Vikings' Wallace says he’s NFL’s fastest
By Chris Tomasson St. Paul Pioneer Press EDEN PRAIRIE -- Bring back the "NFL's Fastest Man" competition. That might be the only way to settle this. There's no longer an annual competition to determine the speediest player. If someone wants to sta...
By Chris Tomasson
St. Paul Pioneer Press
EDEN PRAIRIE - Bring back the “NFL’s Fastest Man” competition. That might be the only way to settle this.
There’s no longer an annual competition to determine the speediest player. If someone wants to start it up again, Vikings wide receiver Mike Wallace would be ready to take on all comers.
“Without a doubt, I’m the fastest player in the NFL,” Wallace said. “If somebody feels foggy about that, we can (race). I’m never going to back down from competition.”
The last “NFL’s Fastest Man” race was held in February 2007 at the Pro Bowl in Hawaii. Wallace entered the NFL in 2009.
Wallace, 28, said his best in the 40-yard dash is 4.21 seconds. That’s better than the top time in February’s NFL scouting combine (4.28 by Alabama-Birmingham wide receiver J.J. Nelson) and the best ever run at the event (4.24 by running back Chris Johnson in 2008).
“I’ve run a lot of routes and I’ve got a lot of miles on my legs, but I still feel that there’s nobody who can run with me,” said Wallace, acquired in March from Miami. “I might have slowed down a little, but I could still run 4.25.”
Opinions have been mixed on whether Wallace has been the NFL’s fastest player. Arizona cornerback Patrick Peterson gave props to Wallace while appearing on Dan Patrick’s national radio show in November.
“The fastest receiver I ever went against was Mike Wallace, by far,” Peterson said.
A 2011 survey of NFL players by Sports Illustrated ranked Wallace, then with Pittsburgh, as the league’s third-fastest player. He received 12 percent of the vote to 38 percent for Johnson, who was then with Tennessee and is now a free agent, and 23 percent for wide receiver DeSean Jackson, then with Philadelphia and now with Washington.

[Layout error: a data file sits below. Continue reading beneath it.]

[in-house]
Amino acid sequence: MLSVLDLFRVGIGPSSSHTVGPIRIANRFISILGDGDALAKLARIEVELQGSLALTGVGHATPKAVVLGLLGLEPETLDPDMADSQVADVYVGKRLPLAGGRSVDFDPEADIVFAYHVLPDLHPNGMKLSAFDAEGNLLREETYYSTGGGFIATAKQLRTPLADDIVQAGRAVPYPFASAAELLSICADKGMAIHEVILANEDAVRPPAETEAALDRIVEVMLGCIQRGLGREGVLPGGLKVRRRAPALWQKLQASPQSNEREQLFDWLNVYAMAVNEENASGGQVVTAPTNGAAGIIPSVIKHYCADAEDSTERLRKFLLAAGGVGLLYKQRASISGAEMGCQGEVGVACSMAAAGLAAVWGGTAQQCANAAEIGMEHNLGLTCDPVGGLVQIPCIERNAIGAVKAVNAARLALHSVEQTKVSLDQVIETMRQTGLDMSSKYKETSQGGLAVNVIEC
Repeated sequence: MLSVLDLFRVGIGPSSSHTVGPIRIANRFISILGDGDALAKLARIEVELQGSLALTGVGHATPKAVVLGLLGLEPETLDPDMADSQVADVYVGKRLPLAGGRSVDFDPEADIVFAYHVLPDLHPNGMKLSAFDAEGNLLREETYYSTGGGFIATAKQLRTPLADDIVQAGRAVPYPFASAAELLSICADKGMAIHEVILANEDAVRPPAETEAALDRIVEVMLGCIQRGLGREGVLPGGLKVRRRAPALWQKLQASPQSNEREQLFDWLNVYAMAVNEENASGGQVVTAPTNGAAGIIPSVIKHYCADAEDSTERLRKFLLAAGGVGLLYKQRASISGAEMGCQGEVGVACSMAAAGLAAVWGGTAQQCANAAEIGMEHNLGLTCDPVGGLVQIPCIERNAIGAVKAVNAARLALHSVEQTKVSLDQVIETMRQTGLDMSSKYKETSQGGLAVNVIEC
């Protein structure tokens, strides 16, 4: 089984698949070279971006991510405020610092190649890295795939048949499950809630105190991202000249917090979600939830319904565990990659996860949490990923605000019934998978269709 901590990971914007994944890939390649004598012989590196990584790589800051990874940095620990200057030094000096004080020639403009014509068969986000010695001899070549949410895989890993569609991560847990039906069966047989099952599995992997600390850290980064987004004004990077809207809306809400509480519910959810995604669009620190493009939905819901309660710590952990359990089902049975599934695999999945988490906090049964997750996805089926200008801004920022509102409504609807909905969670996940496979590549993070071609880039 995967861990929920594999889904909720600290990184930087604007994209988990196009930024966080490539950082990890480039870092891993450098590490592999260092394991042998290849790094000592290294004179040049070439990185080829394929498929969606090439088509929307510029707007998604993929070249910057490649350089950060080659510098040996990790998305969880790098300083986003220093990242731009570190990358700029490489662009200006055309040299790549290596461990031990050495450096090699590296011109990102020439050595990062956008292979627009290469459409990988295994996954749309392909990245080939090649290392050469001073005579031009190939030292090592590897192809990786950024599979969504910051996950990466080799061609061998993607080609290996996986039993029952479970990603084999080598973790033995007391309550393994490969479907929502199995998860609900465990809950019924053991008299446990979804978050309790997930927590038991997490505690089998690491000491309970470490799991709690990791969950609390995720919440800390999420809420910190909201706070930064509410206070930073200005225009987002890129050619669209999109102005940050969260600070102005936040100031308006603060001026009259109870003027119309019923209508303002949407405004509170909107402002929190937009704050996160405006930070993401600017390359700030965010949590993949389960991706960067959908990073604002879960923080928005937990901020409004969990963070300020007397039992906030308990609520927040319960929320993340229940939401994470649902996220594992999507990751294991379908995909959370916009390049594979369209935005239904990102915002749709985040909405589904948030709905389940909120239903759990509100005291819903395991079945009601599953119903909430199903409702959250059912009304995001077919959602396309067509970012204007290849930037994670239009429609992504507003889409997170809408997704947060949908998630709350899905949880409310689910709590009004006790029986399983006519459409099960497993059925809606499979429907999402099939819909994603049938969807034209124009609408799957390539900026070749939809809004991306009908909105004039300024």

Hall of fame wide receiver James Lofton was one of the NFL’s fastest players during a career that went from 1978-93. He wasn’t ready to argue against Wallace being the fastest but did mention some other names.
“Obviously, Mike is extremely fast, and he gets up to top speed quickly,” Lofton said. “He can just seemingly step on the accelerator. … As for the fastest, there’s also the kid from Buffalo, (wide receiver) Marquise Goodwin, and DeSean Jackson. But I wouldn’t bet against (Wallace).”
Lofton calls Minnesota’s acquisition of Wallace “like going to buy a high-performance car.” Then again, Wallace never seemed to reach top speed during his two seasons with Miami.
With the Steelers from 2009-12, Wallace had a pair of 1,000-yard receiving seasons, averaging 19.0 yards per catch one season and 21.4 in another. In his two seasons with the Dolphins, Wallace caught 140 passes for 1,792 yards for an average of 12.8 with a long gain of 57.
Some have said Miami quarterback Ryan Tannehill’s inability to effectively throw deep hampered Wallace as a weapon. Wallace, though, didn’t point the finger at Tannehill.
“There are a lot of things I could have done better, and there are things some other people could have done better,” Wallace said. “When you separate, you still have to connect. … But I’m not going to blame Tannehill. He’s a great guy, a great worker. I’ll take the blame. It’s my fault. I’ll do better.”
The guy who will be throwing to Wallace in the fall is Teddy Bridgewater, who had issues with the long ball last year as a rookie. But Bridgewater was better throwing deep late in the season, and Minnesota coaches never have expressed concerns about his ability to throw deep.
“The last couple of years I haven’t been able to showcase my separation, but I’m positive that it will happen now,” Wallace said.